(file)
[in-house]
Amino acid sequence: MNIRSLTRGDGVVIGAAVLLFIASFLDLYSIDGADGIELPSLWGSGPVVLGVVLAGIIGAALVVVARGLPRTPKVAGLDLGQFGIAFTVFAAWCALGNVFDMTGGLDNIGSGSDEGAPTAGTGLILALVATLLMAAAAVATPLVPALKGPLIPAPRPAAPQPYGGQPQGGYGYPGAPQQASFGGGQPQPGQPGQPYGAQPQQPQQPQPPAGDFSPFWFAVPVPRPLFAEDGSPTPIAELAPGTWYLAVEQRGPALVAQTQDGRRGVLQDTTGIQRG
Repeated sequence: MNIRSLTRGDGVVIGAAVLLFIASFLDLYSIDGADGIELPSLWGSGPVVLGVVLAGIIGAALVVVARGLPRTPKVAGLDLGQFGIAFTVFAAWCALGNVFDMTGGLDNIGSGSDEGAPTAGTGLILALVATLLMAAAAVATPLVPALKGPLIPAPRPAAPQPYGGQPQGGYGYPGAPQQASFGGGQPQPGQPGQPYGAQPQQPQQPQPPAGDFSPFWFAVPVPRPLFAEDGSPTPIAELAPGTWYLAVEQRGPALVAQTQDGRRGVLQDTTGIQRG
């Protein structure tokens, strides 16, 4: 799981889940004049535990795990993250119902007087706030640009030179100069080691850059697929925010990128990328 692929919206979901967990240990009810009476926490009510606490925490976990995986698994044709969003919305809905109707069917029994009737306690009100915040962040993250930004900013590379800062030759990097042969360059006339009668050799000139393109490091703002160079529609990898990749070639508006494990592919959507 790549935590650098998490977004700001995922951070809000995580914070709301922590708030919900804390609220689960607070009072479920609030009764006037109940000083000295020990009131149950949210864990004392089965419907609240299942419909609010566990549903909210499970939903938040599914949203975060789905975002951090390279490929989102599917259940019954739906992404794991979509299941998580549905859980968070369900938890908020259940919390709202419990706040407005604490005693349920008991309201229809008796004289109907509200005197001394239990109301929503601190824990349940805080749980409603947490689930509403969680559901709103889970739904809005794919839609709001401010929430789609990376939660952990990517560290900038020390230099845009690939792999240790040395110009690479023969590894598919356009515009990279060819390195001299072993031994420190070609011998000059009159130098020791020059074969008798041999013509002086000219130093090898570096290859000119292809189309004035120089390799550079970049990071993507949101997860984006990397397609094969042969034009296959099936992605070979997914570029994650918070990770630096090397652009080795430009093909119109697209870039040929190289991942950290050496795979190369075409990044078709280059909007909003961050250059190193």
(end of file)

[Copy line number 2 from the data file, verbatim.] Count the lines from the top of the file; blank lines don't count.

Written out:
Amino acid sequence: MNIRSLTRGDGVVIGAAVLLFIASFLDLYSIDGADGIELPSLWGSGPVVLGVVLAGIIGAALVVVARGLPRTPKVAGLDLGQFGIAFTVFAAWCALGNVFDMTGGLDNIGSGSDEGAPTAGTGLILALVATLLMAAAAVATPLVPALKGPLIPAPRPAAPQPYGGQPQGGYGYPGAPQQASFGGGQPQPGQPGQPYGAQPQQPQQPQPPAGDFSPFWFAVPVPRPLFAEDGSPTPIAELAPGTWYLAVEQRGPALVAQTQDGRRGVLQDTTGIQRG